Author: Detlef Virchow

Publisher: Springer Science & Business Media

ISBN: 3540000062

Category: Business & Economics

Page: 247

View: 454

The book deals with the economics of conservation of plant genetic resources for food and agriculture in low income countries. This is done by developing concepts and discussing case studies. Only discussing the issues of access to and benefit sharing of plant genetic resources, unfortunately public discussion has neglected the serious problem of financing the conservation efforts because to date the issues of access to and benefit sharing of plant genetic resources have merely been discussed. The global situation of the conserved genetic resources is alarming, mainly due to the fact that the institutes, above all those in developing countries, do not have enough financial resources. Hence, it is imperative that the costs are taken into consideration. The contributions are grouped around theoretical approaches and empirical studies. The estimation of conservation costs help to allocate the appropriate financial assistance to the relevant countries for conserving their natural resources and assist in rationing scarce resources among competing crops which need to be covered under the conservation programmes.
Categories: Business & Economics

CIMMYT in

CIMMYT in

rarchi lers of itional melo from Saving Endangered Maize Collections The effort to save endangered collections of maize landraces in Latin America continued apace in 1993. The CIMMYT maize germplasm bank received back - up samples of ...

Author: International Maize and Wheat Improvement Center

Publisher:

ISBN: UTEXAS:059172135787033

Category: Corn

Page:

View: 475

Categories: Corn

The Second Report on the State of the World s Plant Genetic Resources for Food and Agriculture

The Second Report on the State of the World   s Plant Genetic Resources for Food and Agriculture

The secondary genepool includes Tripsacum species (~16 species), some of which are endangered. The variability among maize landraces (some 300 have been identified) exceeds that for any other crop.62 Great variation exists for plant ...

Author: Food and Agriculture Organization of the United Nations

Publisher: Food & Agriculture Org.

ISBN: 9789251065341

Category: Technology & Engineering

Page: 399

View: 528

Plant genetic resources provide a basis for food security, livelihood support and economic development as a major component of biodiversity. The Second Report on the State of the World’s Plant Genetic Resources for Food and Agriculture demonstrates the central role plant genetic diversity continues to play in shaping agriculture growth in the face of climate change and other environmental challenges. It is based on information gathered from Country Reports, regional syntheses, thematic studie s and scientific literature, documenting the major achievements made in this sector during the past decade and identifying the critical gaps and needs that should urgently be addressed. The Report provides the decision-makers with a technical basis for updating the Global Plan of Action on Conservation and Sustainable Use of Plant Genetic Resources for Food and Agriculture. It also aims to attract the attention of the global community to set priorities for the effective management of plant genet ic resources for the future. Purchase a print copy.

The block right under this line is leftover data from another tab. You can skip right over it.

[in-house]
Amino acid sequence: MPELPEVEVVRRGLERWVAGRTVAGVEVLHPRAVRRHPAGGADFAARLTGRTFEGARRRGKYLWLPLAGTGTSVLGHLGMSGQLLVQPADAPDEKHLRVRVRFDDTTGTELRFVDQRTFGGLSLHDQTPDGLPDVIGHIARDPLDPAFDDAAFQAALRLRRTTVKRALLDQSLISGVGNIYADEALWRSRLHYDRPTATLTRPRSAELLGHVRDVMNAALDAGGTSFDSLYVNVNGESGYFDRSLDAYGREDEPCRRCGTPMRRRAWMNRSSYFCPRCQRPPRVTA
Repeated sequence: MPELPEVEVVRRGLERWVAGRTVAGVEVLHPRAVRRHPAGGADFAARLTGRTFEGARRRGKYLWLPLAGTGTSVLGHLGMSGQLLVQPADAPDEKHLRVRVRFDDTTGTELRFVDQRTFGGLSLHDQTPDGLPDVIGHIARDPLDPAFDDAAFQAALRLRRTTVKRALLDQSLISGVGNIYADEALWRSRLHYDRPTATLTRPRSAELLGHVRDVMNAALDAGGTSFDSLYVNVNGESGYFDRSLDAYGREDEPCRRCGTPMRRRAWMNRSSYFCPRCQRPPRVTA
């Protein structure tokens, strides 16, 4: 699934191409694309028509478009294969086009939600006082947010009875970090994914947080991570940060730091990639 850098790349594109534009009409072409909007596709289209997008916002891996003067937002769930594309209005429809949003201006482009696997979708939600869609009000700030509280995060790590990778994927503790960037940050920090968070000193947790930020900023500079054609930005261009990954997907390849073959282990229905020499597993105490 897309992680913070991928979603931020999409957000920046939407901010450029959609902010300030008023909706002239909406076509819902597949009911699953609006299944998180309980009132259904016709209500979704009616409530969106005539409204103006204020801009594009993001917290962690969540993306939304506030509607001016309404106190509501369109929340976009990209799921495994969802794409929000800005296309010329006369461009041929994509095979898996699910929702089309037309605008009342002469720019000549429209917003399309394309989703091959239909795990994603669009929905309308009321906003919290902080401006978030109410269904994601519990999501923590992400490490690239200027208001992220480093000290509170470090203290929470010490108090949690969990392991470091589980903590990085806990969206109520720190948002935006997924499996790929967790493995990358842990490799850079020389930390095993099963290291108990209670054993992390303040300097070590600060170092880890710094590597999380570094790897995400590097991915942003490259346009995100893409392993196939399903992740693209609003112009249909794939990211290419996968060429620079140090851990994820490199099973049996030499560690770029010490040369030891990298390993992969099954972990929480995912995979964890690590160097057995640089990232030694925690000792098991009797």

Categories: Technology & Engineering

Integration of Insect Resistant Genetically Modified Crops within IPM Programs

Integration of Insect Resistant Genetically Modified Crops within IPM Programs

(1987) demonstrated how widespread planting of insect-resistant maize, which suppressed early season populations of Helicoverpa ... non-target species, especially those that are threatened or endangered would be particularly serious.

Author: Jörg Romeis

Publisher: Springer Science & Business Media

ISBN: 9781402083730

Category: Technology & Engineering

Page: 441

View: 223

Insect pests remain one of the main constraints to food and fiber production worldwide despite farmers deploying a range of techniques to protect their crops. Modern pest control is guided by the principles of integrated pest management (IPM) with pest resistant germplasm being an important part of the foundation. Since 1996, when the first genetically modified (GM) insect-resistant maize variety was commercialized in the USA, the area planted to insect-resistant GM varieties has grown dramatically, representing the fastest adoption rate of any agricultural technology in human history. The goal of our book is to provide an overview on the role insect-resistant GM plants play in different crop systems worldwide. We hope that the book will contribute to a more rational debate about the role GM crops can play in IPM for food and fiber production.
Categories: Technology & Engineering